And what a show. The Phil (led by Robert Ziegler) were perfection as expected, but there is something really special about hearing those renowned scores played live right in front of you.
We began with the theme from Star Trek; instantly recognisable even to the non trekkies and a rousing start. Following that we were treated to music from Taxi Driver, with an effortless solo from John Harle leaving this failing saxophonist awestruck, and then one of my favourite pieces of movie music: Gabriel’s Oboe from The Mission. Both focus on a solo instrument, yet are strikingly different. The former conjures up dimly lit rain-sodden streets while the later is green, lush, and far more peaceful.
More iconic movie music came next in the form of the haunting love theme from The Godfather. For a love theme, I’ve always found this piece surprisingly mournful and almost unsettling, which is of course why it works so well in the context of the film. We also heard an abridged theme from Blue Velvet, a film I’m yet to see and so was unfamiliar with the score of. It’s interesting to hear music without the images it was composed to accompany, and I’m intrigued to see how this gentle piece fits into a film which I’ve always understood to cut quite close to the bone. The theme from James Bond brought the pace back up, with that fantastic surf guitar.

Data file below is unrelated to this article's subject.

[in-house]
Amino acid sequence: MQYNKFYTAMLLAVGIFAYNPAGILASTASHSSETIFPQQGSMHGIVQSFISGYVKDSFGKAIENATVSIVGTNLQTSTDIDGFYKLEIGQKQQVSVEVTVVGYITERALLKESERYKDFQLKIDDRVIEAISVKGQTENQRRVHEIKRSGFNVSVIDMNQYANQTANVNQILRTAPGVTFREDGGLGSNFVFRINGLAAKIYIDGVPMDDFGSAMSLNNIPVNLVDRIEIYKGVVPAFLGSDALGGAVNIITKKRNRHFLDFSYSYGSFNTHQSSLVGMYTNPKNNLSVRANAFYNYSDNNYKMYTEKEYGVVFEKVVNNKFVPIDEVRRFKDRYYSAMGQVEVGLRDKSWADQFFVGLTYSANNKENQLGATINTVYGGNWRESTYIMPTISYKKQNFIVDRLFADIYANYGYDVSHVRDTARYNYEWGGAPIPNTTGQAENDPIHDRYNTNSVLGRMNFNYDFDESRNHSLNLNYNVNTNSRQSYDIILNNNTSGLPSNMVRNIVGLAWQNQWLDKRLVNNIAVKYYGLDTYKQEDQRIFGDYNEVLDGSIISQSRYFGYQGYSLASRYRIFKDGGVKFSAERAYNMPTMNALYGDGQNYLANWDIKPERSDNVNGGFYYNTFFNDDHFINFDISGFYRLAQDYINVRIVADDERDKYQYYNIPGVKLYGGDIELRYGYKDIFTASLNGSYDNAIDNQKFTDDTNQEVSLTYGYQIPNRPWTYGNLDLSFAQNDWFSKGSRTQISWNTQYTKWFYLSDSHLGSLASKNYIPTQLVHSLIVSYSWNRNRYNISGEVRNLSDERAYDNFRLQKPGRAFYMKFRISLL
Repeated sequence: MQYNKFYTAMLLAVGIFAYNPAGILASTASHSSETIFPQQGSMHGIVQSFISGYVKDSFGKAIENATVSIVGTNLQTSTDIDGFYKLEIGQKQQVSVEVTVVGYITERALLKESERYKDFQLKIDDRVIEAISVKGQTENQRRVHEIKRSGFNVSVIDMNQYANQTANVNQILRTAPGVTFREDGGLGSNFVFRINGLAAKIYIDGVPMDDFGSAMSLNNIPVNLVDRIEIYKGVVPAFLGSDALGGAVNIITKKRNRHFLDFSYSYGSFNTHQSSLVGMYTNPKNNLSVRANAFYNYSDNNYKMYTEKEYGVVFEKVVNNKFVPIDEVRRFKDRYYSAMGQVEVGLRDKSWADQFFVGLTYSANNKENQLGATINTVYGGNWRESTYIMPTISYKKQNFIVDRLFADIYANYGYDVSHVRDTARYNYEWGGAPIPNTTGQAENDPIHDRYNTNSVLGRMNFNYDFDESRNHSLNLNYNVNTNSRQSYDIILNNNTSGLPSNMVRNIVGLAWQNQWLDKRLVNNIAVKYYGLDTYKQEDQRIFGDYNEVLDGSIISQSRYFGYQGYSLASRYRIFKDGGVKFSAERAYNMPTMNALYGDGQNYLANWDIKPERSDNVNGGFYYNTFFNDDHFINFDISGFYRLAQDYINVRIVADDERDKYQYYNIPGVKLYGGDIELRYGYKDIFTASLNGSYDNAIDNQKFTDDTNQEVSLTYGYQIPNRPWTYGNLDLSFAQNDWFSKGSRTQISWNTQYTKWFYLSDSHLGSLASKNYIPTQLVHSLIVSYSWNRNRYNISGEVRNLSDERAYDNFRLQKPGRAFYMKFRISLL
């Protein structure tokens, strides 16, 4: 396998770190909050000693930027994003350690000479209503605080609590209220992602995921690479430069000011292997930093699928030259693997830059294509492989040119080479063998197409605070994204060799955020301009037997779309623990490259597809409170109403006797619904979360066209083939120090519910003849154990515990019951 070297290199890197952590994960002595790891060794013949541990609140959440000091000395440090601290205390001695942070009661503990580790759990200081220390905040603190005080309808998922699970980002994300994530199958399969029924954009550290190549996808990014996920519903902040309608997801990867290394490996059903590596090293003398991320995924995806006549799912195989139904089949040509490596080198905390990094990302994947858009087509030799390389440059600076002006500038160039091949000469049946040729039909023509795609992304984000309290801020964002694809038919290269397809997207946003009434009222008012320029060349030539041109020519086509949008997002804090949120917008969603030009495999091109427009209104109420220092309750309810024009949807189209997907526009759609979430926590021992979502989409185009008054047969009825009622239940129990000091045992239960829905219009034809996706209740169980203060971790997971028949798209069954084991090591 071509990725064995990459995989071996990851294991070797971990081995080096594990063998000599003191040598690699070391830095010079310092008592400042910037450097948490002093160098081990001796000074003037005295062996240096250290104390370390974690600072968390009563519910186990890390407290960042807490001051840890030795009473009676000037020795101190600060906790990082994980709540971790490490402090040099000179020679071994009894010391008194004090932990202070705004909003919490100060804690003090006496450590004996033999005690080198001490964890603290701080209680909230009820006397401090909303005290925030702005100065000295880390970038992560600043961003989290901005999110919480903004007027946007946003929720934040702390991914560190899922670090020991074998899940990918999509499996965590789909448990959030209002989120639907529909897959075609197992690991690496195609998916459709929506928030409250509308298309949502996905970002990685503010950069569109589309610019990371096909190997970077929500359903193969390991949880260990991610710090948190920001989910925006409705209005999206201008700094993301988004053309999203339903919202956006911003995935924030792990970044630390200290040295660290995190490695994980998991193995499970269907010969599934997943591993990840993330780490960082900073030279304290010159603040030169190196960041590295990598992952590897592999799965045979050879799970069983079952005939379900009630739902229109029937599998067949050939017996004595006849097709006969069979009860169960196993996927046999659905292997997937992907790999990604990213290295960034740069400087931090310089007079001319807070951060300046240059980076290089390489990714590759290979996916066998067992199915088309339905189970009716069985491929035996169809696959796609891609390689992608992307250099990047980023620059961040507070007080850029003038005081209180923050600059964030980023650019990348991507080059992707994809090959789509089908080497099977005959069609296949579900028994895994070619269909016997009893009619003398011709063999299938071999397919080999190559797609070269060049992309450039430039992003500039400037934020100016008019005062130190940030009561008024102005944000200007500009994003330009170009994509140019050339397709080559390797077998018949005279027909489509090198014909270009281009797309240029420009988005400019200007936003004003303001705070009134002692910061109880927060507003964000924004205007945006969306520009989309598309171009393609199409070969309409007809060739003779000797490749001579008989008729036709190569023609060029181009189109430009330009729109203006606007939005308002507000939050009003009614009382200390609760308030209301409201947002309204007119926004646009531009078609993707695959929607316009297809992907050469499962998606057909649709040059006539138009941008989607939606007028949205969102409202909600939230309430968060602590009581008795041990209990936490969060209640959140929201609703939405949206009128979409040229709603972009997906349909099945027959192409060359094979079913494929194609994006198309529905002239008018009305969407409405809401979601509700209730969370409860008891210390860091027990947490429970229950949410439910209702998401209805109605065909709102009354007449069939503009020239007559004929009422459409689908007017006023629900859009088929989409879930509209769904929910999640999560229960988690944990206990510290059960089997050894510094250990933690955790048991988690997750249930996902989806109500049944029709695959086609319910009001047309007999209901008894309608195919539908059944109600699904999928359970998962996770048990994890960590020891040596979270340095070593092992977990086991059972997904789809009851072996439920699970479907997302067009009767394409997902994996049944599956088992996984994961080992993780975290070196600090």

Between the music Ziegler and our hosts talked through some of the pieces and gave their views on scores in general. There was an interesting discussion about the success of a film and it’s score being intertwined and whether a good score can climb out from under a bad movie. Pirates was once more offered up as an example of bad film good score (I scowled accordingly) but I think there is a point to be made about good music sometimes being able to save a bad film. Avatar is a film which critics love to hate, but whatever you may think of it, James Horner did some amazing work with the score. When I look back at it, I think the music has a lot to do with why I tend to be on the more lenient side than most reviewers.